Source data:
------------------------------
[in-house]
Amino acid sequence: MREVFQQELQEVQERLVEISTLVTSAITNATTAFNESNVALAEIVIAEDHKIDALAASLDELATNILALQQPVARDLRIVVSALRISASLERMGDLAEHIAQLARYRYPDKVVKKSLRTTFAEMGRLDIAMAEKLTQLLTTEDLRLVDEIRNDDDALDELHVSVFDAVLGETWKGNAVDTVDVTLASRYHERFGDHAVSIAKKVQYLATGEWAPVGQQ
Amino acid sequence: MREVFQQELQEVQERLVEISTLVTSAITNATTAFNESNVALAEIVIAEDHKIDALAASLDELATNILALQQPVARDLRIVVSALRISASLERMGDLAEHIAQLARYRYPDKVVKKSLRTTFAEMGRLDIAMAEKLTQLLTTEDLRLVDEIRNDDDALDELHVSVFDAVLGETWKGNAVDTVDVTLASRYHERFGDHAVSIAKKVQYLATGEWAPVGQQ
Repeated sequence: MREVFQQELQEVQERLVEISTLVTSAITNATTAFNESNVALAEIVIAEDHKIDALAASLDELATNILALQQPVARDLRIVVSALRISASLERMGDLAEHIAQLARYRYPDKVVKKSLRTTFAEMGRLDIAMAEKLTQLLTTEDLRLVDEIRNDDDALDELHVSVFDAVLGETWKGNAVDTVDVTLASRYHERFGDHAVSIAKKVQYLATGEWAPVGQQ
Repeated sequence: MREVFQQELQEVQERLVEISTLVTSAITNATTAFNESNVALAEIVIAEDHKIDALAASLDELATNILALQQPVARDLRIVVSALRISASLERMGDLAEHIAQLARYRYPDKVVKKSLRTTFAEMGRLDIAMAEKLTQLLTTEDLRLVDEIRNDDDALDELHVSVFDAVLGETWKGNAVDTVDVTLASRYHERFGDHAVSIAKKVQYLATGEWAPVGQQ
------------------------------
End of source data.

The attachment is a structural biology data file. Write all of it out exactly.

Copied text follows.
[in-house]
Amino acid sequence: MREVFQQELQEVQERLVEISTLVTSAITNATTAFNESNVALAEIVIAEDHKIDALAASLDELATNILALQQPVARDLRIVVSALRISASLERMGDLAEHIAQLARYRYPDKVVKKSLRTTFAEMGRLDIAMAEKLTQLLTTEDLRLVDEIRNDDDALDELHVSVFDAVLGETWKGNAVDTVDVTLASRYHERFGDHAVSIAKKVQYLATGEWAPVGQQ
Amino acid sequence: MREVFQQELQEVQERLVEISTLVTSAITNATTAFNESNVALAEIVIAEDHKIDALAASLDELATNILALQQPVARDLRIVVSALRISASLERMGDLAEHIAQLARYRYPDKVVKKSLRTTFAEMGRLDIAMAEKLTQLLTTEDLRLVDEIRNDDDALDELHVSVFDAVLGETWKGNAVDTVDVTLASRYHERFGDHAVSIAKKVQYLATGEWAPVGQQ
Repeated sequence: MREVFQQELQEVQERLVEISTLVTSAITNATTAFNESNVALAEIVIAEDHKIDALAASLDELATNILALQQPVARDLRIVVSALRISASLERMGDLAEHIAQLARYRYPDKVVKKSLRTTFAEMGRLDIAMAEKLTQLLTTEDLRLVDEIRNDDDALDELHVSVFDAVLGETWKGNAVDTVDVTLASRYHERFGDHAVSIAKKVQYLATGEWAPVGQQ
Repeated sequence: MREVFQQELQEVQERLVEISTLVTSAITNATTAFNESNVALAEIVIAEDHKIDALAASLDELATNILALQQPVARDLRIVVSALRISASLERMGDLAEHIAQLARYRYPDKVVKKSLRTTFAEMGRLDIAMAEKLTQLLTTEDLRLVDEIRNDDDALDELHVSVFDAVLGETWKGNAVDTVDVTLASRYHERFGDHAVSIAKKVQYLATGEWAPVGQQ